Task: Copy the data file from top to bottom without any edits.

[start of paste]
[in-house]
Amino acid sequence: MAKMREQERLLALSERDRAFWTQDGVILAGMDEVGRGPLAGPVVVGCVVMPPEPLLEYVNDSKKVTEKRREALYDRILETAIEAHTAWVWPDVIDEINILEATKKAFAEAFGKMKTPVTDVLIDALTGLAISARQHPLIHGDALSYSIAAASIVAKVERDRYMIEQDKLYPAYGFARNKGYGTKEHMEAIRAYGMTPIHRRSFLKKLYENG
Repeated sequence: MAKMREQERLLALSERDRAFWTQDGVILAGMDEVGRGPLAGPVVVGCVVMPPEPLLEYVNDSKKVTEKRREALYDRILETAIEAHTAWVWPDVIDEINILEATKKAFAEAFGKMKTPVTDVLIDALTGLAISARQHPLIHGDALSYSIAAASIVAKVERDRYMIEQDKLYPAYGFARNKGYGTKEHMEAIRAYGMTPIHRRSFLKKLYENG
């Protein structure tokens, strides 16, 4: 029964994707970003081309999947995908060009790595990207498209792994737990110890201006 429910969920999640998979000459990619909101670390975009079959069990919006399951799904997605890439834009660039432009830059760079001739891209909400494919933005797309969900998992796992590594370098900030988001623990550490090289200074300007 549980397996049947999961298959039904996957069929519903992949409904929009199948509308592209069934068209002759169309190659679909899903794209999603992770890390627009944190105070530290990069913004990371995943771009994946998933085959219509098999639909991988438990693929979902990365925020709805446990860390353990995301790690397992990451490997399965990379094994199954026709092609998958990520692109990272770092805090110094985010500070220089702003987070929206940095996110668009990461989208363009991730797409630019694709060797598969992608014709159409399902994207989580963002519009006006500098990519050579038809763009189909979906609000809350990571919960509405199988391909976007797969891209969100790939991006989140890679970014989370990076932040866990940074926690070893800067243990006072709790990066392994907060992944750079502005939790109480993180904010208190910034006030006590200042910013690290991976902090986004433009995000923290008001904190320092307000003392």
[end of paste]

[in-house]
Amino acid sequence: MAKMREQERLLALSERDRAFWTQDGVILAGMDEVGRGPLAGPVVVGCVVMPPEPLLEYVNDSKKVTEKRREALYDRILETAIEAHTAWVWPDVIDEINILEATKKAFAEAFGKMKTPVTDVLIDALTGLAISARQHPLIHGDALSYSIAAASIVAKVERDRYMIEQDKLYPAYGFARNKGYGTKEHMEAIRAYGMTPIHRRSFLKKLYENG
Repeated sequence: MAKMREQERLLALSERDRAFWTQDGVILAGMDEVGRGPLAGPVVVGCVVMPPEPLLEYVNDSKKVTEKRREALYDRILETAIEAHTAWVWPDVIDEINILEATKKAFAEAFGKMKTPVTDVLIDALTGLAISARQHPLIHGDALSYSIAAASIVAKVERDRYMIEQDKLYPAYGFARNKGYGTKEHMEAIRAYGMTPIHRRSFLKKLYENG
């Protein structure tokens, strides 16, 4: 029964994707970003081309999947995908060009790595990207498209792994737990110890201006 429910969920999640998979000459990619909101670390975009079959069990919006399951799904997605890439834009660039432009830059760079001739891209909400494919933005797309969900998992796992590594370098900030988001623990550490090289200074300007 549980397996049947999961298959039904996957069929519903992949409904929009199948509308592209069934068209002759169309190659679909899903794209999603992770890390627009944190105070530290990069913004990371995943771009994946998933085959219509098999639909991988438990693929979902990365925020709805446990860390353990995301790690397992990451490997399965990379094994199954026709092609998958990520692109990272770092805090110094985010500070220089702003987070929206940095996110668009990461989208363009991730797409630019694709060797598969992608014709159409399902994207989580963002519009006006500098990519050579038809763009189909979906609000809350990571919960509405199988391909976007797969891209969100790939991006989140890679970014989370990076932040866990940074926690070893800067243990006072709790990066392994907060992944750079502005939790109480993180904010208190910034006030006590200042910013690290991976902090986004433009995000923290008001904190320092307000003392």